Saturday, October 06, 2012

Eleven must-read graphic novels

Jimmy So is Deputy Books Editor at Newsweek/The Daily Beast.

One of his eleven must read graphic novels:
‘Barefoot Gen’ (1973-85) by Keiji Nakazawa

Comics were born in France and America, while Japan had manga, as the work of art in the age of mechanical reproduction became increasingly “fun,” “pop” or “kitsch.” In the 1970s, the Japanese cartoonist Nakazawa elevated the art of manga into the realm of literature. But it took a horrific massacre to do so. On Aug. 6, 1945, an atomic bomb was dropped on the city of Hiroshima. Nakazawa survived the catastrophe. Almost 30 years later, he set down the story of the bombing, giving birth to the modern graphic novel of “serious subjects” as we know it, though the “novel” is really a long-running series. Japanese manga has been criticized as exaggerated, but it proved perfect for conveying the emotions in this dark episode.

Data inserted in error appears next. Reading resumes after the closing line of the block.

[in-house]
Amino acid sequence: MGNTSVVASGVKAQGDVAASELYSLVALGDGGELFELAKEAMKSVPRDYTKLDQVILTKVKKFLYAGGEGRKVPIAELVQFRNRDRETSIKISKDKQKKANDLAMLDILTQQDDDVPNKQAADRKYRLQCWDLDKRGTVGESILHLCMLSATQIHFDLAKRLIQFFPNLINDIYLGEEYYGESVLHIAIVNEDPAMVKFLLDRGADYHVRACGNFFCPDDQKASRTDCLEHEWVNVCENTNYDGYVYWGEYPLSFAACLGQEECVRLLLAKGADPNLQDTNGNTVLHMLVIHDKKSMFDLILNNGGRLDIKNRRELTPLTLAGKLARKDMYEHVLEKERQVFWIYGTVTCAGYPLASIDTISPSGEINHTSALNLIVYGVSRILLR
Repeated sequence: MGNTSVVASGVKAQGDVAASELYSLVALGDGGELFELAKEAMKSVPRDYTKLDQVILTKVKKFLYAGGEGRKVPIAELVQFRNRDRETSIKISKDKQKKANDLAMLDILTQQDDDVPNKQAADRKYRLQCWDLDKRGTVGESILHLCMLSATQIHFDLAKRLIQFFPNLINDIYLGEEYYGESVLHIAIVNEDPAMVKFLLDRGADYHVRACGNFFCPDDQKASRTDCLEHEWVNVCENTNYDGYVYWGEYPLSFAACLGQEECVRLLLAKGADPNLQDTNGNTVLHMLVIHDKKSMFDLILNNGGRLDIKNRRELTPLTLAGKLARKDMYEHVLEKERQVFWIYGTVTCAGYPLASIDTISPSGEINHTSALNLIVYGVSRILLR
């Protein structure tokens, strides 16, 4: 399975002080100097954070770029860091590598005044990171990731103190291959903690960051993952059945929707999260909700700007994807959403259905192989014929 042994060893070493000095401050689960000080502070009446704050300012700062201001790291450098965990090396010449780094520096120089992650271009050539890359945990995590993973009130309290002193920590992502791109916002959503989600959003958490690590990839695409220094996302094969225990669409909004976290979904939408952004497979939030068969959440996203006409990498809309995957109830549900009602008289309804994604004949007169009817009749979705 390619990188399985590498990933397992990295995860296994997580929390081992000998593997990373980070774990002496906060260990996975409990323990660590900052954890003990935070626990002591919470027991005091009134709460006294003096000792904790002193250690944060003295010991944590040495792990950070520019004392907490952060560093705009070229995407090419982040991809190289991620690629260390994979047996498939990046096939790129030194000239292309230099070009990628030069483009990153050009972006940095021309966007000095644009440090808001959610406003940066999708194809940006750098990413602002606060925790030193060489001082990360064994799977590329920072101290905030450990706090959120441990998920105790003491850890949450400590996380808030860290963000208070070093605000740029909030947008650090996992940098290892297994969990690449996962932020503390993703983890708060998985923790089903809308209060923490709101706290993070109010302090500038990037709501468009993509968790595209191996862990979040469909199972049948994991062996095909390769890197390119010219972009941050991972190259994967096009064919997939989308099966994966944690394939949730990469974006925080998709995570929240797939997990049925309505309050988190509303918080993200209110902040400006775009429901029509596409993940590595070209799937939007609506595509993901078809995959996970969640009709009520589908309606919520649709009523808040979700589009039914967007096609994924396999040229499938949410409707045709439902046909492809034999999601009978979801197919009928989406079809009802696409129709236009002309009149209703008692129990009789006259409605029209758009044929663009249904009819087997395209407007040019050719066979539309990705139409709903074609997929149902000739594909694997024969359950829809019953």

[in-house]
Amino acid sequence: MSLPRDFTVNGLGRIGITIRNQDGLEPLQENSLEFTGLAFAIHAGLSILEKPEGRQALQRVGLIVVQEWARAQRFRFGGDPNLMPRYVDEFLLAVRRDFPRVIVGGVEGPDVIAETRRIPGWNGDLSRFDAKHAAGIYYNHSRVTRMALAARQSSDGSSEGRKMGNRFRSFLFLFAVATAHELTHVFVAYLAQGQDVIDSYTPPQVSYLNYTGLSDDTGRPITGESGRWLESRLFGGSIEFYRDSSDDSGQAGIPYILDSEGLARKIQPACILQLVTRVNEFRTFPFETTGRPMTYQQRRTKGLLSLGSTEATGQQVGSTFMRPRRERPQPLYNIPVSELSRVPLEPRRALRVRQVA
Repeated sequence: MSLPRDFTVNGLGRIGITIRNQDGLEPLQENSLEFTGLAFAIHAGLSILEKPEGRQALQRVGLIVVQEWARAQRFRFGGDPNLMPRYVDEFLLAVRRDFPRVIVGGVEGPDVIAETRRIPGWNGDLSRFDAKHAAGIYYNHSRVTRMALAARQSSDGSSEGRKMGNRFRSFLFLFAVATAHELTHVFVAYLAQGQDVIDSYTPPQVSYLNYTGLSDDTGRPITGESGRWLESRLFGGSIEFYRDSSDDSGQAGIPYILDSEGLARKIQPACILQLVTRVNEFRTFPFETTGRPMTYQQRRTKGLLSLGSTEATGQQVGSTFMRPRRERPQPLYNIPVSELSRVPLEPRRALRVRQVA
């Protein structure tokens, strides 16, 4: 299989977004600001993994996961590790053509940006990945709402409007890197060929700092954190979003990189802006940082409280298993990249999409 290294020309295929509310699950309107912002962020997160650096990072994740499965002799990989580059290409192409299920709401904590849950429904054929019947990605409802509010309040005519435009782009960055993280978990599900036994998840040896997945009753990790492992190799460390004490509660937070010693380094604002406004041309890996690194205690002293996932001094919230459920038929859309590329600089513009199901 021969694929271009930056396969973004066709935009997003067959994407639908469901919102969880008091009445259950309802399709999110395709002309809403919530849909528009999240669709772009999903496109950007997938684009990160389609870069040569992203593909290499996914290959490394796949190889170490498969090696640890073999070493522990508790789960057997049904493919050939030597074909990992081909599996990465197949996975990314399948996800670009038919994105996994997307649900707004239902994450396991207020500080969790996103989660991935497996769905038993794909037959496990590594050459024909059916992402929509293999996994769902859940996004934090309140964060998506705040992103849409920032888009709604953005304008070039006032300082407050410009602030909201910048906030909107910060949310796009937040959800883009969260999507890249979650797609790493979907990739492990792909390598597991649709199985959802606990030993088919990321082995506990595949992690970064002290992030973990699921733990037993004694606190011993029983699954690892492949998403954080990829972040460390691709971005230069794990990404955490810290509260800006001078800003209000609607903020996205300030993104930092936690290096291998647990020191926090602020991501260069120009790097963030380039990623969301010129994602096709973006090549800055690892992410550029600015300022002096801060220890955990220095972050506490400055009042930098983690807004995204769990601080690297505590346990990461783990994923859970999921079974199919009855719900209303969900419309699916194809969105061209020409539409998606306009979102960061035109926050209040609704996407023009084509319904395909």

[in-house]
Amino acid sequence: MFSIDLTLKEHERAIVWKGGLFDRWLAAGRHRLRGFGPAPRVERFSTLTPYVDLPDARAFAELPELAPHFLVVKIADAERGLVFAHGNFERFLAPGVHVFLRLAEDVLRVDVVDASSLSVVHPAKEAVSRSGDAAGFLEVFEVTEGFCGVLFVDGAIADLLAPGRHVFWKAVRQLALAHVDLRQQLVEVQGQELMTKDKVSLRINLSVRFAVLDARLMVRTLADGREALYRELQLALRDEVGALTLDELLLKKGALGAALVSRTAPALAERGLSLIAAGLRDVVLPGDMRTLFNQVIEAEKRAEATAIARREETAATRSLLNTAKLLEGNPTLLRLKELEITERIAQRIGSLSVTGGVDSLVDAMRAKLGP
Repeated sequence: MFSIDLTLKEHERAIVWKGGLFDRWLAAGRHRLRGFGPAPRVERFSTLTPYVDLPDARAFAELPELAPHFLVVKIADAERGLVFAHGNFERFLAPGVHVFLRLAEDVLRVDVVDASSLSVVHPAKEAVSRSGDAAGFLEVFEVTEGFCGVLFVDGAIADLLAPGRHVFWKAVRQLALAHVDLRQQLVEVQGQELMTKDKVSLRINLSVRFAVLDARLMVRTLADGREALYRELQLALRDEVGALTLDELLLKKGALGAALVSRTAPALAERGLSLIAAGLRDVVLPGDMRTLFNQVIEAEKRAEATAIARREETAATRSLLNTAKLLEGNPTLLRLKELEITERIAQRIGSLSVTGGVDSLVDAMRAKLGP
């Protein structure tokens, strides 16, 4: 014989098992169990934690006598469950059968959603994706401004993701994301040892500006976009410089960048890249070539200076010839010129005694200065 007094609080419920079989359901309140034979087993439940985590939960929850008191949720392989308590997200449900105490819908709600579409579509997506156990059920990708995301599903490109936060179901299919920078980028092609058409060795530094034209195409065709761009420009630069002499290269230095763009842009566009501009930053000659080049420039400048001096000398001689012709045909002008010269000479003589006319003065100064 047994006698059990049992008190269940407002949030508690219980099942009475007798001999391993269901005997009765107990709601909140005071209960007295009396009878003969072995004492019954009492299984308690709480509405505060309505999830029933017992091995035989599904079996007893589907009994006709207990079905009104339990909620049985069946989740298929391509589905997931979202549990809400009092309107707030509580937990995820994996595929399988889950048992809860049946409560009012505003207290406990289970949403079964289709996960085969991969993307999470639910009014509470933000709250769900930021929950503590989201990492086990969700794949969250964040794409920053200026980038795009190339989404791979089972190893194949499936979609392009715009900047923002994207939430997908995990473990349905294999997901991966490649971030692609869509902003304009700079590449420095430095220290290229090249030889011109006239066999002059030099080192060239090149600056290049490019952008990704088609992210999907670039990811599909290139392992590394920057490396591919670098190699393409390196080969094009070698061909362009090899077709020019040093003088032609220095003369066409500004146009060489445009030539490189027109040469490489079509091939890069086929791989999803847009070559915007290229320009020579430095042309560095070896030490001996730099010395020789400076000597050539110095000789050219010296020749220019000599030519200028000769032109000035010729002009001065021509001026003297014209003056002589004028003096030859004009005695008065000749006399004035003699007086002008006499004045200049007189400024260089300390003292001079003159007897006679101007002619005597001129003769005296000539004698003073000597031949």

Read about another entry on So's list.

Also see Mary Talbot's top ten graphic memoirsRachel Cooke's ten best graphic novelsLev Grossman's top 10 graphic novels, and Malorie Blackman's top 10 graphic novels for teenagers.

--Marshal Zeringue